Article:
Panel approves budget, gets to work

Updated: March 2, 2004, 8:51 PM ET
Associated Press

AURORA, Colo. -- The independent commission investigating the University of Colorado recruiting scandal convened for the first time Tuesday and declared its top priority is getting to the bottom of allegations that recruits are offered sex and alcohol.

The seven-member panel, appointed by the Board of Regents last week, immediately approved a draft budget of $246,500, including an estimated $90,000 to hire independent investigators.

Commissioner Luis Rovira said he wants to examine the financial details of the football program, including how much comes from boosters and how much it costs to host recruits.

"It may have some beneficial effect in evaluating the various activities alleged to be part of the program," he said.

The panel, which does not have subpoena power, is supposed to examine the culture of the university's embattled athletics department. The state attorney general is heading a separate investigation that could lead to criminal charges.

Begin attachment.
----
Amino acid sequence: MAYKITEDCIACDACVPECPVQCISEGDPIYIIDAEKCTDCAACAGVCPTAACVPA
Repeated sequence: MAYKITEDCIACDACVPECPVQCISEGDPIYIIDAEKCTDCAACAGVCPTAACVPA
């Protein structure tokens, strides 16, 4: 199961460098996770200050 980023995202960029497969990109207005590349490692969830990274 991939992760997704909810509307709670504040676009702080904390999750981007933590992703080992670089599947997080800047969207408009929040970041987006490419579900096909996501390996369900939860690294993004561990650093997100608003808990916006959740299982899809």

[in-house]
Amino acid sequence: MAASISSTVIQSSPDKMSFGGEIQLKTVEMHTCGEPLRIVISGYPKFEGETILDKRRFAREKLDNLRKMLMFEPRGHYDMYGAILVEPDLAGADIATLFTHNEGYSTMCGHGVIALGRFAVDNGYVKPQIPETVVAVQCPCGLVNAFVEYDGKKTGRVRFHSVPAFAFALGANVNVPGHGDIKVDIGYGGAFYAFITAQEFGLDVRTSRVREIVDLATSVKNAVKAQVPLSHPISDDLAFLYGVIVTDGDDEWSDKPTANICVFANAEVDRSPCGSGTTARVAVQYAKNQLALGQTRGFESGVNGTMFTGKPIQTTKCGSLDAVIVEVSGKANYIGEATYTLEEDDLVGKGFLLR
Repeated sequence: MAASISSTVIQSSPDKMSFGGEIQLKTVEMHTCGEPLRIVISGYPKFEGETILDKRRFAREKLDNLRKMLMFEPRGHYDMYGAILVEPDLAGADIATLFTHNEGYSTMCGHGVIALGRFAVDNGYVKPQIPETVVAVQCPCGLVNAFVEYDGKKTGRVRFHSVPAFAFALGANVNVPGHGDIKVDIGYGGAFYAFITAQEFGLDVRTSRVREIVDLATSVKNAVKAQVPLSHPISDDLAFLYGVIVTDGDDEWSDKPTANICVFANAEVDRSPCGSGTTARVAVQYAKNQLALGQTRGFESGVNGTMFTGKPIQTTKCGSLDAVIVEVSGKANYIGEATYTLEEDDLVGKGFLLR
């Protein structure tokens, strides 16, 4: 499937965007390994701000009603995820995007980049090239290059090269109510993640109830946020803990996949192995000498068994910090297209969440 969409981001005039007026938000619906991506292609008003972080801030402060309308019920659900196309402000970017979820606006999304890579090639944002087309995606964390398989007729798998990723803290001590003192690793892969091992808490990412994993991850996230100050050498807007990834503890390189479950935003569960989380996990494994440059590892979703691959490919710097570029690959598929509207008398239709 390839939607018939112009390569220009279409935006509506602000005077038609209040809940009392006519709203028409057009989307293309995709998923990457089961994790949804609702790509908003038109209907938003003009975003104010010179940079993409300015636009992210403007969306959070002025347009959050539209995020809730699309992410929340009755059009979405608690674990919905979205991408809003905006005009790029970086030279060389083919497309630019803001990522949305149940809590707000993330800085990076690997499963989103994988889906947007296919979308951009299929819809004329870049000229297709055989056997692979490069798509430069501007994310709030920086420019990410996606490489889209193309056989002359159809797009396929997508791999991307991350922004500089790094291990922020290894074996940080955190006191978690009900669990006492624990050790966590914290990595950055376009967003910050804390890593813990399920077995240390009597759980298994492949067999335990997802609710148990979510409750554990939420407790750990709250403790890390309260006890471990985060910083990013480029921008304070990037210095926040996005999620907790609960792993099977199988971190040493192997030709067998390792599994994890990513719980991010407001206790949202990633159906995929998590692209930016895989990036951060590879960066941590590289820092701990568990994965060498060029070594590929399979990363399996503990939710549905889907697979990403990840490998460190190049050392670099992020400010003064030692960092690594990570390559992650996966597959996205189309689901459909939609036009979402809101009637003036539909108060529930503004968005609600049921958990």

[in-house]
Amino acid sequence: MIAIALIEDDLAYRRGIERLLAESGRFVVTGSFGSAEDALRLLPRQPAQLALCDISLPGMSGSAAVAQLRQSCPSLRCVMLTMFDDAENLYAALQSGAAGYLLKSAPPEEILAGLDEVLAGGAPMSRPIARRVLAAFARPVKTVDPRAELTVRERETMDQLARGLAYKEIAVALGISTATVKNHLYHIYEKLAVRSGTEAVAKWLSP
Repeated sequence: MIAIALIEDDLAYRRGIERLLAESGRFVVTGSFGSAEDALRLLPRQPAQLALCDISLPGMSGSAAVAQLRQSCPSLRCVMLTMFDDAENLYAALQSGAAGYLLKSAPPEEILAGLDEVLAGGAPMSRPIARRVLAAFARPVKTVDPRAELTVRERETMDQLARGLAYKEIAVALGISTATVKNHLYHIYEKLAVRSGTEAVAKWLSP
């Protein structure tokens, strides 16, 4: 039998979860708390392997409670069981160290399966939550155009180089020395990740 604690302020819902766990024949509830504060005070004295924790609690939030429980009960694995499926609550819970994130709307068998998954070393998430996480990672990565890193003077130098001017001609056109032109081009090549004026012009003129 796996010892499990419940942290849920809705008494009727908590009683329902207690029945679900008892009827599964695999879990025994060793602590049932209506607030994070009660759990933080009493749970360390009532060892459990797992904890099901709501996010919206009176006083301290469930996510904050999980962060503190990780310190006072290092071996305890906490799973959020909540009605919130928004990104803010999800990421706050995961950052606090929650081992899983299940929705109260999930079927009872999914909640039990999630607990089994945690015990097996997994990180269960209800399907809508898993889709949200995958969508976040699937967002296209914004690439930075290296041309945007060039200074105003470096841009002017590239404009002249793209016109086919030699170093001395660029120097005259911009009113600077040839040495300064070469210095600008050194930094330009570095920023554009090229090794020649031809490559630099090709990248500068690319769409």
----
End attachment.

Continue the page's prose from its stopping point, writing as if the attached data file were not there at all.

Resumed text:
Seven women have accused football players or recruits of rape since 1997, though no charges have been filed. Football coach Gary Barnett was suspended for remarks he made in two of the cases, including disparaging the athletic ability of a former player who said she was raped by a teammate in 2000.

Football players also have been accused of hiring strippers and attending boozed-up parties. Boulder County prosecutor Mary Keenan has said the program offers sex and alcohol to lure recruits to Boulder, a claim university officials have denied.

The commission tentatively earmarked $10,000 to set up a telephone tip line for people with information about the athletics program. Some commissioners said they were concerned about whether the details will be kept confidential.

It is unlikely that lawmakers will give the panel subpoena power, despite the wishes of Gov. Bill Owens. Senate President John Andrews, R-Centennial, and House Speaker Lola Spradley, R-Beulah, both say they oppose the idea.

Deputy Attorney General Don Quick told lawmakers Tuesday that Attorney General Ken Salazar could instead use a statewide grand jury if he finds evidence of a crime.


Copyright 2004 by The Associated Press

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